Is arrest always necessary?
A person’s arrest is often considered inevitable if they are suspected of involvement in the commission of a criminal offence.
However arrest is the removal of a person’s liberty and whereas for some who are subject to a police investigation it is inevitable it shouldn’t be considered a forgone conclusion. Often arresting someone under suspicion of a crime isn’t necessary even if the allegations are unpleasant or extremely serious.
- The removal of a person’s liberty and being detained in police custody.
- The suspect’s DNA, photograph and fingerprints being taken and placed on police databases.
If police wish to interview you and they can be persuaded to do so without arresting you, there are obvious advantages, namely you can leave the police station at anytime – which can often be a great comfort and provides a greater sense of ease – but also samples and photographs are not automatically taken.
How can the police be persuaded not to arrest a suspect during a police investigation?
The law is clear, there must be reasonable grounds for believing a person’s arrest is necessary.
What is considered necessary is clearly defined in the Police and Criminal Evidence Act. Examples of when it can be considered necessary to arrest are when the name or address of the suspect needs to be ascertained; to prevent the suspect causing physical injury to himself or others; to prevent causing loss or damage to property or to allow the prompt and effective investigation of the offence or the conduct of the person suspected.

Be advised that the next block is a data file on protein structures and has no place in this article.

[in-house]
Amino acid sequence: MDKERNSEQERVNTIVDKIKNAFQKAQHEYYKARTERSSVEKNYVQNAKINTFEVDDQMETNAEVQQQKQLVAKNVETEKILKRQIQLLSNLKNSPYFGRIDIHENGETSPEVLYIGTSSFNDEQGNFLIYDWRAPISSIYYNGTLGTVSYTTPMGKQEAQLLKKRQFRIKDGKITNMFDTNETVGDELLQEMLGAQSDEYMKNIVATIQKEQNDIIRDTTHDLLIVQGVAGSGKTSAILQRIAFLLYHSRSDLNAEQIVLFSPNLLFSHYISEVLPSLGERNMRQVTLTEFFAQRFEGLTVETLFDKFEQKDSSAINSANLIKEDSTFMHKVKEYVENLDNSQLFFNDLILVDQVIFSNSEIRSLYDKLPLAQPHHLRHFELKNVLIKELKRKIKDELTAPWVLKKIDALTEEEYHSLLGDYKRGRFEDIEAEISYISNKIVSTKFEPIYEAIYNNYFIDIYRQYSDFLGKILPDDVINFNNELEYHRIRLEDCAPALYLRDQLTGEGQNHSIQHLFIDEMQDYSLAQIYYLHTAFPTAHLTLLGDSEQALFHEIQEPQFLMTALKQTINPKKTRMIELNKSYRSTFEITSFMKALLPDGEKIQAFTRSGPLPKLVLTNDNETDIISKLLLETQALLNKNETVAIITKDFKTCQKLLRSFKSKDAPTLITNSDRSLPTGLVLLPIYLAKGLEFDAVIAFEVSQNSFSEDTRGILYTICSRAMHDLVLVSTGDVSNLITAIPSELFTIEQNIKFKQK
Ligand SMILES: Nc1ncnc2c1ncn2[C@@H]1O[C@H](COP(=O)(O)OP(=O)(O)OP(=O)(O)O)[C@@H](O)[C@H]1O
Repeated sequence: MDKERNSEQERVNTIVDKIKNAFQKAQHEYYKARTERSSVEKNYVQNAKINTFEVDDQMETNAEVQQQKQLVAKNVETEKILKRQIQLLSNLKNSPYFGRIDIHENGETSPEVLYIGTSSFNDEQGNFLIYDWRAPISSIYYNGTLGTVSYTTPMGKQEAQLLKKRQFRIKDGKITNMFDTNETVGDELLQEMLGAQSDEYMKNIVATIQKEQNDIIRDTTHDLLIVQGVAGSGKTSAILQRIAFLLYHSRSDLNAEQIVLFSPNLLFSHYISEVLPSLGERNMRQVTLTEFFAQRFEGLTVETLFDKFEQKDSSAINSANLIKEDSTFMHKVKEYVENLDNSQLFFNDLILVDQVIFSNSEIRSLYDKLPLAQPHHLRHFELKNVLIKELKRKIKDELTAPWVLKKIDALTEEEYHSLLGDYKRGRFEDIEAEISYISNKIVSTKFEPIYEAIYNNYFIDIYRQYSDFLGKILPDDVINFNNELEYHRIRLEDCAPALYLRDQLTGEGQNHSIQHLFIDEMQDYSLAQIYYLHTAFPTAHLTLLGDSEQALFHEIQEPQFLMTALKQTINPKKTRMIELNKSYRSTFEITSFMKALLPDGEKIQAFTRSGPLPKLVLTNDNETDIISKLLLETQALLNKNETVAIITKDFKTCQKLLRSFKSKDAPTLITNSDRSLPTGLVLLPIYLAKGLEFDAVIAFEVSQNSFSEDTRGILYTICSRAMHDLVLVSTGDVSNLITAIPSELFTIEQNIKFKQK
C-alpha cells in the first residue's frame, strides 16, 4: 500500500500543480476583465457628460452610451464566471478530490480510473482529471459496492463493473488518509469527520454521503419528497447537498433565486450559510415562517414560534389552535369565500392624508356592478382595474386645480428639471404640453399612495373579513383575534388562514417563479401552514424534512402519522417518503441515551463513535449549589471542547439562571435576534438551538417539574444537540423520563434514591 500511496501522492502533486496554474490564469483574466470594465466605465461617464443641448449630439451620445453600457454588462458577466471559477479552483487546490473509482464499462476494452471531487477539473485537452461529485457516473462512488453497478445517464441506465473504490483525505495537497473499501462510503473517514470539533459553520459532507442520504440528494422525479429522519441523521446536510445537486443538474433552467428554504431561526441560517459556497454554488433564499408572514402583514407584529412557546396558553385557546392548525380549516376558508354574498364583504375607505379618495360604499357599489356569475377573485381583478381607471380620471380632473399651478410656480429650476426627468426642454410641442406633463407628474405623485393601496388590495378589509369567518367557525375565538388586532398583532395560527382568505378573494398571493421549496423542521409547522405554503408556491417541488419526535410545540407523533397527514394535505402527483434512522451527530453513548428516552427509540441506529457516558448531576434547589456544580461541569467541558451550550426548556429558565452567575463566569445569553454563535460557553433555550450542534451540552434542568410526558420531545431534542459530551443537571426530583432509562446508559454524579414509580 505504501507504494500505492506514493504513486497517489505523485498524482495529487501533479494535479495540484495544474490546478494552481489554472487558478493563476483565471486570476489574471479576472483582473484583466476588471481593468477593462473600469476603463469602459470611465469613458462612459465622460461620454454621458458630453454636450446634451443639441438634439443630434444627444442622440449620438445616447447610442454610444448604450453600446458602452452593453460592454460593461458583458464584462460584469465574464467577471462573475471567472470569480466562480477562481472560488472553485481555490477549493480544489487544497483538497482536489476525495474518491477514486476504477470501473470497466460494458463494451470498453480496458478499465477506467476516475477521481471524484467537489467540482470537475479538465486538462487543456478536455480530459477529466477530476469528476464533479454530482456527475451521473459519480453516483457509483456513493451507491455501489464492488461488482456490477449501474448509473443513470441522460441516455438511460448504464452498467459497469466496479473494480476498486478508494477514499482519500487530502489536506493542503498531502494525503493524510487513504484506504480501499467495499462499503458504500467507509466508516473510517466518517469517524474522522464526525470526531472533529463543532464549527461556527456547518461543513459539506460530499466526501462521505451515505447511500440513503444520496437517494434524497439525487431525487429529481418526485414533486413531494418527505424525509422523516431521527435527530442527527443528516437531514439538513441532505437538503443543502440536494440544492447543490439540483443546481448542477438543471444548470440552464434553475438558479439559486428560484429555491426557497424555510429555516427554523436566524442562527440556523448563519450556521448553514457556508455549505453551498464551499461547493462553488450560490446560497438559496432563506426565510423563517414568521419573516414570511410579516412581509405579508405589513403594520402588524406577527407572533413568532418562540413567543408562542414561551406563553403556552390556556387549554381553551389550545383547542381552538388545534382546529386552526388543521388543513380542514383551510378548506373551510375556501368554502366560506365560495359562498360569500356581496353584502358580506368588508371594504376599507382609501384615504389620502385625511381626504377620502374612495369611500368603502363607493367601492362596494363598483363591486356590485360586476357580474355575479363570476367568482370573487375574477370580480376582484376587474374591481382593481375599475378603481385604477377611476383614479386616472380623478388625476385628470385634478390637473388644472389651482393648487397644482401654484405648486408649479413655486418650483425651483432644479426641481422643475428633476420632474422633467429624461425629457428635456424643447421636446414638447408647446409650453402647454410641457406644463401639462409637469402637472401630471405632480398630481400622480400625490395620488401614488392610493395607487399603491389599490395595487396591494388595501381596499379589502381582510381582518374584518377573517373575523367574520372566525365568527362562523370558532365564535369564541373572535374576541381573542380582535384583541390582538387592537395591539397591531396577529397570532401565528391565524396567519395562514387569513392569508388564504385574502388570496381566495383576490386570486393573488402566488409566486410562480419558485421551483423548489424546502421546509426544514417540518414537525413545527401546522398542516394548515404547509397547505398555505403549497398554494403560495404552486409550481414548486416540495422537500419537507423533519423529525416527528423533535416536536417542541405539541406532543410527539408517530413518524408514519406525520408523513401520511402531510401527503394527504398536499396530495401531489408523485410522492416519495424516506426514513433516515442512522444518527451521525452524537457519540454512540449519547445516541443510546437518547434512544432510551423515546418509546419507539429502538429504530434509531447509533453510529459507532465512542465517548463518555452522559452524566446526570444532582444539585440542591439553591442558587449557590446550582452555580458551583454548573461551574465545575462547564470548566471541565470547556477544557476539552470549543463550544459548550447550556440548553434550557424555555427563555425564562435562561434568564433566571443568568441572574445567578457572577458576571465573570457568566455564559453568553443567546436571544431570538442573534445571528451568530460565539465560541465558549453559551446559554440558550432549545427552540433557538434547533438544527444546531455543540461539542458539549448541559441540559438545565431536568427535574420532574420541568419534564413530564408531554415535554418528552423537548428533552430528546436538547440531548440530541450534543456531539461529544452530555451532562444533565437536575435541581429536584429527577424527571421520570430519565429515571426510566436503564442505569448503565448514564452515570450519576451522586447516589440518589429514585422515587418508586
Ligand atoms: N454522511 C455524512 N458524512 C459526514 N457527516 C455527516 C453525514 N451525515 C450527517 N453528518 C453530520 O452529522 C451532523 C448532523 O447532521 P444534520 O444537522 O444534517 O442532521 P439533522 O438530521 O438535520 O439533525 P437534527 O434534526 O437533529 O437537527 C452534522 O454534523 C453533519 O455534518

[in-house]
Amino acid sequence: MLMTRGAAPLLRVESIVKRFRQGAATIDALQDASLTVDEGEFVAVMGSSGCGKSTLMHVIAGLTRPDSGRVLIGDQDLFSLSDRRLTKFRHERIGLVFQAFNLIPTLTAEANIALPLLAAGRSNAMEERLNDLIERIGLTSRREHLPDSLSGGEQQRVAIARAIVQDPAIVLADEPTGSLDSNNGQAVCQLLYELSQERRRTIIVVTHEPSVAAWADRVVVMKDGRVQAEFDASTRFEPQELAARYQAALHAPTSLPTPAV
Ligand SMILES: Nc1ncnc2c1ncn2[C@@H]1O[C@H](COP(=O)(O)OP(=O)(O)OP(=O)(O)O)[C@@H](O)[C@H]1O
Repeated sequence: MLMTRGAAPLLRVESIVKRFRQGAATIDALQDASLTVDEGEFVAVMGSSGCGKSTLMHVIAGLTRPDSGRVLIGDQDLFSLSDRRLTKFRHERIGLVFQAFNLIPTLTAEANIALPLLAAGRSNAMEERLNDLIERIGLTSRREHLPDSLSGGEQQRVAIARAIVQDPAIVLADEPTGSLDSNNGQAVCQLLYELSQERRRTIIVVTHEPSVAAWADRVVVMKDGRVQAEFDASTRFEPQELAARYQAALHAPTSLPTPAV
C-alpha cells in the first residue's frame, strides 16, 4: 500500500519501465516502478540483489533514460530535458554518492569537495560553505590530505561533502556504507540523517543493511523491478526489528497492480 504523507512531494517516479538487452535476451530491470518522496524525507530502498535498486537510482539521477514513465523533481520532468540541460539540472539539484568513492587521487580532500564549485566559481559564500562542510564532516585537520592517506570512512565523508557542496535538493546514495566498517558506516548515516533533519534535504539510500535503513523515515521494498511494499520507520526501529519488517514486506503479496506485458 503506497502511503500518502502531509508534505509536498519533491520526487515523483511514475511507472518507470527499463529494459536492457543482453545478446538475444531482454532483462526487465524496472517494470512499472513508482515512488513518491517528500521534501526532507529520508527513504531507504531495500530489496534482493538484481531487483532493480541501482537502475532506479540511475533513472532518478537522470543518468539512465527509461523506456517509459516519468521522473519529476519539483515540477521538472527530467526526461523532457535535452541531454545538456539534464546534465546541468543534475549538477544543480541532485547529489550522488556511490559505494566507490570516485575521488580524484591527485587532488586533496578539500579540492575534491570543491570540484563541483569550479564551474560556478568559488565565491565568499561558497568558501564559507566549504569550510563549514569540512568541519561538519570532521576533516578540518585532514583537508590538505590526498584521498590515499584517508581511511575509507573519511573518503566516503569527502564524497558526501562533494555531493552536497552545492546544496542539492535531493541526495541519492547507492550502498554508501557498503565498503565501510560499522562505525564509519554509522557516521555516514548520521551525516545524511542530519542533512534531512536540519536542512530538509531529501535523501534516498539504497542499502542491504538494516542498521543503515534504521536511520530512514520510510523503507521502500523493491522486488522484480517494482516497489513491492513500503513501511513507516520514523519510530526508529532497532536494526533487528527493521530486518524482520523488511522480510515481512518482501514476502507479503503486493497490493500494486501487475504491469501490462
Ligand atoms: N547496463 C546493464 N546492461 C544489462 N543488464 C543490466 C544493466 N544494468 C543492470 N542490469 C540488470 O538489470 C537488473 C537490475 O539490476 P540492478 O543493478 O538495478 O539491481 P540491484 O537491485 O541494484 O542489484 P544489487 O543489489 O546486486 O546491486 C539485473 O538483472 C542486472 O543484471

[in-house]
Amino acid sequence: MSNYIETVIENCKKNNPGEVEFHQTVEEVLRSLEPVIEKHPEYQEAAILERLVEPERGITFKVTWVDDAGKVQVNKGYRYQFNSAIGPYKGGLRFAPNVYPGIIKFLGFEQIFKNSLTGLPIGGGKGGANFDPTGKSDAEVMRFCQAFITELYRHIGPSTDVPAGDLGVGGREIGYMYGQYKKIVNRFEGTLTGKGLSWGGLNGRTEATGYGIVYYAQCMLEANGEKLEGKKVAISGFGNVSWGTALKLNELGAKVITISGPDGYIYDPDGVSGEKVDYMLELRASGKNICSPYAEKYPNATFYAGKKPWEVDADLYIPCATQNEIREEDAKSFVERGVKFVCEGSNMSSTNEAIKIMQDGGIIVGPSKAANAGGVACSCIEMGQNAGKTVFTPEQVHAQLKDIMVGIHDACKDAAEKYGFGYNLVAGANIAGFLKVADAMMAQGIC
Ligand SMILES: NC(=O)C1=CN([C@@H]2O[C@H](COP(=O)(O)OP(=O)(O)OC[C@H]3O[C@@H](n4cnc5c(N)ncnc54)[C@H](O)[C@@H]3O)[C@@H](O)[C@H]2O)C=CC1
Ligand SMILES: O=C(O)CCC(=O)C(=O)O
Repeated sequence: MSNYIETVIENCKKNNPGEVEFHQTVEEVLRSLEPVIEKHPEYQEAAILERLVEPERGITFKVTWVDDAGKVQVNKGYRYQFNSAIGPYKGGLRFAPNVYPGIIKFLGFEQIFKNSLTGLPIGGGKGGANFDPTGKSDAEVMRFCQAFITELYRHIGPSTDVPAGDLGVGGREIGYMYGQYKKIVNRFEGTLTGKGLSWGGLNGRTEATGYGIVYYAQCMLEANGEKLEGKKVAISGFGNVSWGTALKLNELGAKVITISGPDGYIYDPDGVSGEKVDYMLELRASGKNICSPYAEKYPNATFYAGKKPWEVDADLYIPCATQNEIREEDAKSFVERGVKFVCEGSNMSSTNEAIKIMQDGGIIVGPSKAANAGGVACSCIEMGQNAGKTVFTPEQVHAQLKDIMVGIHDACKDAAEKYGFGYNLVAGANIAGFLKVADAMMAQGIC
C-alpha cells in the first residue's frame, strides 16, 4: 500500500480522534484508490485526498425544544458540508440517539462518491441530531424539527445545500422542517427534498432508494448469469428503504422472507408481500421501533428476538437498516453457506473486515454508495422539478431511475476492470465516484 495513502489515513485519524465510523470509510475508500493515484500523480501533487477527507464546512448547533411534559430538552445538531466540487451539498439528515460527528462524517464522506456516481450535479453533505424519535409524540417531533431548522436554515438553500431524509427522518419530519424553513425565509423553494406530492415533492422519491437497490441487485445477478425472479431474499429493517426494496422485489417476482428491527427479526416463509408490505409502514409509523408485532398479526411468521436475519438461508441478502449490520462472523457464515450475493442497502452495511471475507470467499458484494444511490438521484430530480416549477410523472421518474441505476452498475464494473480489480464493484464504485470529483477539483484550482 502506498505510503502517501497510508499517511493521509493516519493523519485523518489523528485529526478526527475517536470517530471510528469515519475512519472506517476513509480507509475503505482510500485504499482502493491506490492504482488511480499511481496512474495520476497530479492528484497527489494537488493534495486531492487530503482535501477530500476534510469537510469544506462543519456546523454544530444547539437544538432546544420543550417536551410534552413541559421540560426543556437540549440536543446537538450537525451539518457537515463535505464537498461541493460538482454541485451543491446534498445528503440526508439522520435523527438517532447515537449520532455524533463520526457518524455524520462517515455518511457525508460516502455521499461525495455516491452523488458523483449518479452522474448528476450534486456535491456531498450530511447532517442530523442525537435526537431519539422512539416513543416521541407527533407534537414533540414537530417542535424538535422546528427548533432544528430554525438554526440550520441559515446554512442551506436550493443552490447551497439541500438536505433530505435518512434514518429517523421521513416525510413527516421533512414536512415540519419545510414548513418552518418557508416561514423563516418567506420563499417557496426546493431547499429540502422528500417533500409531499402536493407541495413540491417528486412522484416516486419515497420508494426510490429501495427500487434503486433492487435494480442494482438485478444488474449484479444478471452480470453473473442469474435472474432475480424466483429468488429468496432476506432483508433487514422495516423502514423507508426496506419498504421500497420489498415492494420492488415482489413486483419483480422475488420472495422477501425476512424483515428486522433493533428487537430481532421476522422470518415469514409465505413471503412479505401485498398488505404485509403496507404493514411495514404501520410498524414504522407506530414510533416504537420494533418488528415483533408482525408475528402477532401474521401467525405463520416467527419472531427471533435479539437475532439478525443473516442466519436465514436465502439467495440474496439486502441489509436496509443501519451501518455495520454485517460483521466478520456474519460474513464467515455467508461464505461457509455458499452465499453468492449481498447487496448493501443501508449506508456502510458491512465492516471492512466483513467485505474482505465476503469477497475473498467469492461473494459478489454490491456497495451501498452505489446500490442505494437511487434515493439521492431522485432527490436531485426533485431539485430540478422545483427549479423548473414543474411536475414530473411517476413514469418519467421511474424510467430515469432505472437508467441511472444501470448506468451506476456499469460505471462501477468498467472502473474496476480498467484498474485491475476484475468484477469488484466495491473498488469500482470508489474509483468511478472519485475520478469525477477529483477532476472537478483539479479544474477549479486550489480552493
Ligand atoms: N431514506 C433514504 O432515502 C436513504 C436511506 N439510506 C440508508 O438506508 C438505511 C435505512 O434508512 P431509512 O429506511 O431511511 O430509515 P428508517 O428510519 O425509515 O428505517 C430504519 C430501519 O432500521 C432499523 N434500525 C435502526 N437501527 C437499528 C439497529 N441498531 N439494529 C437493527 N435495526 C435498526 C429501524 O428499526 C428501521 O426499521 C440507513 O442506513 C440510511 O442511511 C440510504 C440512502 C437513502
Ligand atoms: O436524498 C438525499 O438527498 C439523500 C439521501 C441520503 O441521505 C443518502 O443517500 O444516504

Even if the police believe arrest is necessary Solicitors can often, by reference to the law and facts of the case, demonstrate otherwise.
The use of the power to arrest has to be justified and consideration must be given to whether the objectives of the investigation can be met by less intrusive means.
This issue is particularly relevant to criminal allegations where there is no physical evidence to secure or preserve and where a person who is subject to investigation is willing to be interviewed under caution voluntarily. Another ground used to necessitate arrest is in order to obtain evidence by questioning. Of course if a person is willing to be interviewed voluntarily, the necessity to arrest has been eliminated.
Although there are a number of ways a police officer can justify their decision to arrest the necessity test should never be overlooked and arguments can be advanced against police using their power of arrest or continuing to detain unnecessarily.
Solicitors will often consider this issue, discuss with the police the use of the power to arrest and make the necessary representations if the power is used inappropriately.
By Natalie Smith